Avatar photo

Rob Fenn

Head of Human Rights and Democracy Department, FCO

Part of FCDO Human Rights

17th March 2015 London, UK

Guest blog by Kirstie Smith, Business and Conflict Desk Officer, Conflict Department, on the UK’s Chairmanship of the Voluntary Principles on Security and Human Rights

I’m delighted to host this blog from Kirstie Smith, and grateful to her for approaching me with the suggestion. The Voluntary Principles (VPs) – and the UK’s support for them – are a good example of the UK’s pursuit of fairness. That can sound lofty, especially when we talk about how human rights, prosperity and security are mutually reinforcing. But we much prefer hands-on, practical efforts to better the lot of workers, communities, companies and the economy as a whole. The VPs are a way to do this in the extractives sector. Our equally strong support for the UN Guiding Principles on Business and Human Rights (BHR) is our attempt to find win / win solutions in all sectors of the global economy. BHR is one of only six FCO thematic human rights priorities. We were the first country to publish a National Action Plan on BHR. This week’s meetings on the VPs are an example of the UK “walking the talk”.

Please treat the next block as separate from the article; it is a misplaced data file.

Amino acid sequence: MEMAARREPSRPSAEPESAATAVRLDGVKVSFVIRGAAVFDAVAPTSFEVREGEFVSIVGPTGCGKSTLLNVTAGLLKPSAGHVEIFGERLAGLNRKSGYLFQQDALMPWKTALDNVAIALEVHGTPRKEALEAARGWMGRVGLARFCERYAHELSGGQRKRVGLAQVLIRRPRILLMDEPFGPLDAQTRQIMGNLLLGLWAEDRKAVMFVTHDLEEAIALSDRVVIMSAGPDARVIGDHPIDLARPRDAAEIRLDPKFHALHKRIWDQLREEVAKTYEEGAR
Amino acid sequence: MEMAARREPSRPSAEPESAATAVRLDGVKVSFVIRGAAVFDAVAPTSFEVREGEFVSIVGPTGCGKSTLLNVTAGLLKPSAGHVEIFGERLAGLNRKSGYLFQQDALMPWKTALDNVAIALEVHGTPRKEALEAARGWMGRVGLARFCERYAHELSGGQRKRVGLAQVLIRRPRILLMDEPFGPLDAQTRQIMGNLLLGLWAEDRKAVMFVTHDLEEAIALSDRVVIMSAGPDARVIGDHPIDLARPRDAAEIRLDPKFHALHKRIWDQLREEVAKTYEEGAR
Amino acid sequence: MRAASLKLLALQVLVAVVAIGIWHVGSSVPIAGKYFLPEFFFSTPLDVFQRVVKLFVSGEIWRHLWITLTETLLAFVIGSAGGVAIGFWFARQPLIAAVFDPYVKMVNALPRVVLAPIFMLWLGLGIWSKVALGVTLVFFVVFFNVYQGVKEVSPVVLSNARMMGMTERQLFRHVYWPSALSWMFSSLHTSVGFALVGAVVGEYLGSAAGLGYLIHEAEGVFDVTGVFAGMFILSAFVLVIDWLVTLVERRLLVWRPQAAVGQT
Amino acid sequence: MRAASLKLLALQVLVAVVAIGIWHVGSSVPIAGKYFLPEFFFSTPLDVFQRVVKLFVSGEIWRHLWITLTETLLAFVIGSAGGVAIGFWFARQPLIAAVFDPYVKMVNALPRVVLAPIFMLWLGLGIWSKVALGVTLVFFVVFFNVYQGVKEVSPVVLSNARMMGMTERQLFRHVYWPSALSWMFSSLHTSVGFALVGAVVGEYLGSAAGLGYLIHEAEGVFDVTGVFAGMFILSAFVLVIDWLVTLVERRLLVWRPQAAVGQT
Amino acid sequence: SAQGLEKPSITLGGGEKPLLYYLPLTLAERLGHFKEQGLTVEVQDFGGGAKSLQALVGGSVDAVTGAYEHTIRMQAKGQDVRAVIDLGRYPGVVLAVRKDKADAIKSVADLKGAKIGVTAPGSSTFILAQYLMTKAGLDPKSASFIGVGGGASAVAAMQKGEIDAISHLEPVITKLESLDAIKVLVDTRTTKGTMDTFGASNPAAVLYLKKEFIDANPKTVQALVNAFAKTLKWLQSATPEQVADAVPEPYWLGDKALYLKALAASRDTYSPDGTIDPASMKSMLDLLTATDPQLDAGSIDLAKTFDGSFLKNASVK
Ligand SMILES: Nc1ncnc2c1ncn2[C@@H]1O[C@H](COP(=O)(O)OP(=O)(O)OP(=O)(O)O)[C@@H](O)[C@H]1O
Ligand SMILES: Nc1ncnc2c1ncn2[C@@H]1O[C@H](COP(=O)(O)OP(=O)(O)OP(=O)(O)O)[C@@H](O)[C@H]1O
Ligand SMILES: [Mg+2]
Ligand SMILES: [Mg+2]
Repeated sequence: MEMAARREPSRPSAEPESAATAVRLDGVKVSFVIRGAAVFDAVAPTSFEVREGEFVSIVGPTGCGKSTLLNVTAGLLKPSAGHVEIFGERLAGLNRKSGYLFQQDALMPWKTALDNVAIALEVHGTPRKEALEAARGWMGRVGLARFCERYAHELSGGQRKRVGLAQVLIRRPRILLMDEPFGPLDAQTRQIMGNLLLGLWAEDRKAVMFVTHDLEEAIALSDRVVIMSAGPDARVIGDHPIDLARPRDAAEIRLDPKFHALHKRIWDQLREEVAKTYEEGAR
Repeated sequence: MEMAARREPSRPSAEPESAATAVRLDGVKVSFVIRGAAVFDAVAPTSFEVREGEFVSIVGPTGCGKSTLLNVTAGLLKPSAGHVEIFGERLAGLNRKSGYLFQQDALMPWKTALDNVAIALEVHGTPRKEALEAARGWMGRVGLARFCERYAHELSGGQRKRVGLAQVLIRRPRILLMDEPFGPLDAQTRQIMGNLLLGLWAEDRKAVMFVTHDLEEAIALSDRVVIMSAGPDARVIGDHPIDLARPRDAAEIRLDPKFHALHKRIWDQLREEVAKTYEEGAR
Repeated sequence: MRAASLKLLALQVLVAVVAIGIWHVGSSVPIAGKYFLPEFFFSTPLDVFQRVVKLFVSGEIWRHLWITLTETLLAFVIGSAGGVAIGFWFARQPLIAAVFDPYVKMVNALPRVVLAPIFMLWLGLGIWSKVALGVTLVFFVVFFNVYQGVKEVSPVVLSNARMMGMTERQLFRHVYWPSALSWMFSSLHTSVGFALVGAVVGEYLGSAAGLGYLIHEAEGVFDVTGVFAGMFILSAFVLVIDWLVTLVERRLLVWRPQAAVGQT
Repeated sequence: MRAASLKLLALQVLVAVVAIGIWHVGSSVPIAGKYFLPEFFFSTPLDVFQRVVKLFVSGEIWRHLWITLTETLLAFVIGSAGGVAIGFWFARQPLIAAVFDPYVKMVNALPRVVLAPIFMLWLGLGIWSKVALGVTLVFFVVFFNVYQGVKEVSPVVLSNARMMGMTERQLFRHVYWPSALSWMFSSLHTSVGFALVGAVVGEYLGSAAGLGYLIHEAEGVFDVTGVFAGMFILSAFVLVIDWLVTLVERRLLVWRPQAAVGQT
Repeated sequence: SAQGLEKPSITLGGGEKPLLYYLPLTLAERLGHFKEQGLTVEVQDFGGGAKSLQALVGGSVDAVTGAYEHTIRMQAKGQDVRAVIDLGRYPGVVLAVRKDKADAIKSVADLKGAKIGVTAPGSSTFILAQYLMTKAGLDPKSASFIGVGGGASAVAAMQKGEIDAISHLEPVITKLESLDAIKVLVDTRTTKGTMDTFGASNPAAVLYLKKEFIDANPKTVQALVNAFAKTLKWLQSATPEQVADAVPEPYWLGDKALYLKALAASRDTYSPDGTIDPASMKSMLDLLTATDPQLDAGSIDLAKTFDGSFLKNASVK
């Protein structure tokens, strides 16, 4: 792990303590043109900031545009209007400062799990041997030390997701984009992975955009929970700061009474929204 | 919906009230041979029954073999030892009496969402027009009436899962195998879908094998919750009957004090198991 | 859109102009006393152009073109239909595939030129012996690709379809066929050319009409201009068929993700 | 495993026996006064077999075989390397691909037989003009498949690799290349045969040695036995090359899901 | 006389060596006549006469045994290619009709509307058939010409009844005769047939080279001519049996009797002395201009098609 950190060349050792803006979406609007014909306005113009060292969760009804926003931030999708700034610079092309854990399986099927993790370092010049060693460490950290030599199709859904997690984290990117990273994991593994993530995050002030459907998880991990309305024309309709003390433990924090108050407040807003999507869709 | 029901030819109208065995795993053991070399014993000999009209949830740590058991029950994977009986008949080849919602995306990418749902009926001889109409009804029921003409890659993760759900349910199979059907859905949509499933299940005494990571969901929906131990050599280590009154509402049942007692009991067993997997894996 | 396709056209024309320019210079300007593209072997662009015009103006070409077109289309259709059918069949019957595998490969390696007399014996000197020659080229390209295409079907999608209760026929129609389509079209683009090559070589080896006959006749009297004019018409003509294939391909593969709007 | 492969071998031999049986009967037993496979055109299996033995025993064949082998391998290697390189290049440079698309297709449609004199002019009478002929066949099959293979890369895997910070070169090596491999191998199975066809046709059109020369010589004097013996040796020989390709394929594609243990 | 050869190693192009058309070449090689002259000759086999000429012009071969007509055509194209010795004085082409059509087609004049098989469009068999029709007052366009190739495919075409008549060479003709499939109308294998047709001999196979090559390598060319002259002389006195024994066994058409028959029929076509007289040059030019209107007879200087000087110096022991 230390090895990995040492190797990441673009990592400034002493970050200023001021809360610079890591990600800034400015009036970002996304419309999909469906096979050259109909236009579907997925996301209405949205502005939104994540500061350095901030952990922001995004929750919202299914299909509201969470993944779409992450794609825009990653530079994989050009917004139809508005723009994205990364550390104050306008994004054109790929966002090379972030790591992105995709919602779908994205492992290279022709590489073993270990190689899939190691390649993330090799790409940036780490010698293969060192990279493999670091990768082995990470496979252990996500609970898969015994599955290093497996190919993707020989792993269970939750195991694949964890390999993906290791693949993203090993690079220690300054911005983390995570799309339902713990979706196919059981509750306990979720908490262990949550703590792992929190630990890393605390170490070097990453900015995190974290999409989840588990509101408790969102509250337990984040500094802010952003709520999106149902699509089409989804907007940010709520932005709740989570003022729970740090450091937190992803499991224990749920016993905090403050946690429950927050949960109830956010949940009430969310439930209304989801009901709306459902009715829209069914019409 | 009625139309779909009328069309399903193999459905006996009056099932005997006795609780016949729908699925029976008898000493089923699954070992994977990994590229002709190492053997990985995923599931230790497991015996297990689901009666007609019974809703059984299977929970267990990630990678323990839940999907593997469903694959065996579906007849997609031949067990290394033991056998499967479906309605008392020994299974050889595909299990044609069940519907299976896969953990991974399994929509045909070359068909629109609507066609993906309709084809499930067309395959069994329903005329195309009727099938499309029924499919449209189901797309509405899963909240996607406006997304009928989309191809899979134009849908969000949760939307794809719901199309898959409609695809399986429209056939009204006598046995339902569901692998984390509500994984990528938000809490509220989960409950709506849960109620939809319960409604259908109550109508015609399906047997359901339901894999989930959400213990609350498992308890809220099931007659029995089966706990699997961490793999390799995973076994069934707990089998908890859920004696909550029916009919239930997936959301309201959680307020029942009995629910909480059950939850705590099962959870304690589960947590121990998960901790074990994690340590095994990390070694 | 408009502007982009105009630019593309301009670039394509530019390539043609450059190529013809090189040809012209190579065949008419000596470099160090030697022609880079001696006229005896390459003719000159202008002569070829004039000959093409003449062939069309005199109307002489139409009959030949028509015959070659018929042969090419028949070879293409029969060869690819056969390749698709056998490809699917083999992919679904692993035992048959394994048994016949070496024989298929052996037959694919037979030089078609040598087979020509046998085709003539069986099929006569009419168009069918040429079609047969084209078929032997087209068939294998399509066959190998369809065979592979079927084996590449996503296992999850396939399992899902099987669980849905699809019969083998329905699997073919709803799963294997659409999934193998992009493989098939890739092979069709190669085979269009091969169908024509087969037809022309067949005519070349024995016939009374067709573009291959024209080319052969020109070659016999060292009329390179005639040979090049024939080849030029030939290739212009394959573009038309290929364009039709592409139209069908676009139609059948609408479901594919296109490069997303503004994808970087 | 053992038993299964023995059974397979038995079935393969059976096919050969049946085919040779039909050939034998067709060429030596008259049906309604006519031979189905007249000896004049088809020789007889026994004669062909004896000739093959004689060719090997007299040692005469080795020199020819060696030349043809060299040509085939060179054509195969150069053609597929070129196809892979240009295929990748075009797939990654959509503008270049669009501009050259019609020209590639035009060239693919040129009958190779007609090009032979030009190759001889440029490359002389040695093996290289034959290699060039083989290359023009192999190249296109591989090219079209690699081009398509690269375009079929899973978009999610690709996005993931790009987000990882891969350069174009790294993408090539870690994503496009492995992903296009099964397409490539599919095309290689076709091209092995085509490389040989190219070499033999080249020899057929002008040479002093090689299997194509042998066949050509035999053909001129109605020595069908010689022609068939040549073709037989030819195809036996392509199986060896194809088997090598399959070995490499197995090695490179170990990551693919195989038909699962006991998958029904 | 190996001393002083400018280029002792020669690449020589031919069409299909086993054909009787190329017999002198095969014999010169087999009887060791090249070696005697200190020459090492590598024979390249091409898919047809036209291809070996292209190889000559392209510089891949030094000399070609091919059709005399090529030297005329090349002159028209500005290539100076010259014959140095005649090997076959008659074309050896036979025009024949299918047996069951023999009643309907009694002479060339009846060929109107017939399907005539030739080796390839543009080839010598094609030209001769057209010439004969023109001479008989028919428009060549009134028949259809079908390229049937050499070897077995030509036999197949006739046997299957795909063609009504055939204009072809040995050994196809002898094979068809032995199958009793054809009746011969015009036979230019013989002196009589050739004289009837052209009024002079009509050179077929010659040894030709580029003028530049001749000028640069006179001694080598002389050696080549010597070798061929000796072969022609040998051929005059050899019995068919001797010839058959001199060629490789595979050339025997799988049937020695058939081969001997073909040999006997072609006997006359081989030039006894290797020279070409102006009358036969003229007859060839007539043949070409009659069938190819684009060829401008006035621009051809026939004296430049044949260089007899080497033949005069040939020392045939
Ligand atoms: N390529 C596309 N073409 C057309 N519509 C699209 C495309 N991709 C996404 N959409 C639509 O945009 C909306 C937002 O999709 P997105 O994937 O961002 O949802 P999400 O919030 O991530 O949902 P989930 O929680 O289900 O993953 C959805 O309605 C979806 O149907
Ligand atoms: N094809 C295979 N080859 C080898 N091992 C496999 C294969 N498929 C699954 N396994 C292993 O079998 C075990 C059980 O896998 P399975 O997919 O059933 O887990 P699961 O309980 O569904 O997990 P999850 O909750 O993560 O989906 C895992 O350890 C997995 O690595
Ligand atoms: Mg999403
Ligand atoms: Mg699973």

Guest Blog by Kirstie Smith

When I tell people that I work on the Voluntary Principles (VPs) on Security and Human Rights, I often get blank looks.  The VPs are not well known outside of the extractive sector, but they are widely used and play an important role.  They provide guidance for oil, gas and mining companies to manage security and human rights risks where they operate.  UK companies like BP, Rio Tinto and Shell use the VPs as a matter of course.  Small and medium size companies are starting to follow their lead.  They tell us that they use the Principles because they are a useful tool to manage risks, and because “it is the right thing to do”.  And it helps them to meet their commitments under the UN Guiding Principles on Business and Human Rights, which set the bar for how governments and companies should approach the relationship between business and human rights.